Some specialty areas are seeing increased demand for patterned floors in lobbies and homes with logos. Many times this is water jet cutting. Some special patterns in borders of different colored stones are also being designed versus the traditional floor in just 12″ x 12″ tiles.



The main market in sales for stone presently and foreseen for 1995 is still residential with a steady smaller use in office buildings and space, remodeling of offices-banks-hospital renovations, shopping mall and store floors, and minor governmental type commercial projects.

As far as country trends it appears that countries such as India, Malaysia, Indonesia, Brazil, Mexico and especially China are becoming much stronger in their presence of stone in the market and it is foreseen that their shares shall continue to grow. This only reflects the declining sales of Italian products to the U.S. market as these other underdeveloped countries technology expands thus increasing competition with Italy. Further, the price of stone products from these countries is very favorable. We should also look forward to seeing other countries enter the market place such as Russia, Romania, Bulgaria, the former Yugoslavia, Vietnam, Chile, and Uruguay.

The market still seems to be very price conscious. We should see prices further reduced in the U.S. market even though generally we will see European stone costs increase this next year. The U.S. market is overloaded with suppliers, importers and distributors which increased tremendously during the 1980s and early 1990s and this has caused so much competition that we question how profitable it is for many companies to stay in business. We shall see many companies therefore close during the next several years and some old line companies get sold or unite with ceramic or other hard surface (conglomerated stone, wood flooring, terrazzo, foreign investment) companies. We shall also see more movement by foreign companies to set up warehouses, offices and sales representatives in order to do business more directly in the market place. There is still a cash flow problem in the market, which affects all companies with slow payments. Many buyers are shopping stone more and more, which also reflects the market education on stone. Even for the typical small jobs suppliers are going to get shopped for lower prices, which in the past was not so advanced or serious as it is today. It will become more so in the future.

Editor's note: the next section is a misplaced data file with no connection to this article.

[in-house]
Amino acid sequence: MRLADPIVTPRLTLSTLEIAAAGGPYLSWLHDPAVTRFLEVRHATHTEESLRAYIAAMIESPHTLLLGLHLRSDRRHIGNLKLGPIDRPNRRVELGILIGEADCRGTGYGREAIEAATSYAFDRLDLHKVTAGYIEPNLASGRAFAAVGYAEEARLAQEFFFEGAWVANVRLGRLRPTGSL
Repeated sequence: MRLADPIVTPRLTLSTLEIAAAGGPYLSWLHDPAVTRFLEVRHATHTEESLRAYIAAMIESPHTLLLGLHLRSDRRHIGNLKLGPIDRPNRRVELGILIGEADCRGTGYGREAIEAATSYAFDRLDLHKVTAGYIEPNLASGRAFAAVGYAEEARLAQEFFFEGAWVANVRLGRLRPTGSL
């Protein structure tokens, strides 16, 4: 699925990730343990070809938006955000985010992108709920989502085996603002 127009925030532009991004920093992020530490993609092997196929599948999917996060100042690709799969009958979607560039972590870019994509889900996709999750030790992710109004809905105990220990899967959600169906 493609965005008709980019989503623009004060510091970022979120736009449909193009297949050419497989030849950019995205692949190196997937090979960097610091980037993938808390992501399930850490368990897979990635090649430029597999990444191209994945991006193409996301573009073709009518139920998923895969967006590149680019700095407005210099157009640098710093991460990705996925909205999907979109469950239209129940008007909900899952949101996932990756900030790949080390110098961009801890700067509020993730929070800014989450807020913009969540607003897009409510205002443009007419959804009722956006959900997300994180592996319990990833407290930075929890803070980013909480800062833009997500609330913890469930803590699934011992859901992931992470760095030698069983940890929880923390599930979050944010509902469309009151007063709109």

Generally across the United States we have found stone buyers who say that they foresee in 1995 an increase in stone sales from 10 to 25%. Normally these are serious and good companies who keep up with the market demand and adjust to its needs. We have also found some of the more questionable companies who do not foresee increases when asked what is new in stone they say “nothing”. This reflects the situation that if a company does not survey its customers and change its product mix to reflect the market demand or does not adjust pricing to compete in the market place or does no promotion of its company, than we do understand why it will not foresee an increase in business. The recession by far is not gone. It lingers with us and the market will be slow in its recovery. The world dimension stone forecast for this decade is a steady yearly increase of 5% to 6 % (as reported by Societa Editrice Apuana 1993, p. 84.)

Obviously, there are segments of the market which legitimately will not see a marked increase in stone and are still heavy hit by the recession but they appear to be holding their own. Let us hope that they too will see the light at the end of the tunnel.



In general, the usage of dimensional stone can be foreseen as:
36.4% flooring
21.2% cladding or walls
15.2% monumental
12.2% kitchen and bathroom vanities & tiles
4.0% furniture (commercial & residential)
The balance 11% is a mix of interior and exterior uses such as patios, columns, fireplaces, signs etc. These percentages are our conclusions also supported by the Italian Society Editrice Apuana, 1993 survey. We do not foresee any major changes in 1995 with these uses or percentages. We are seeing a shift in the market with more and more ceramic type distributors, retailers, and mass merchandisers ie. Home Depot adding stone tile to there sales and this will increase the demand for stone in the coming years.



The one disturbing trend that we do see is that as prices are being lowered on the retail or wholesale market so is the so called quality or selection of stone. We are going to see a lot more commercial select stone being sold due to its lower pricing than ever before. Many buyers are not willing to pay the high price for first or select stone. However, the cliché of “you pay for what you get” will hold true and begin to haunt a lot of people in the coming years.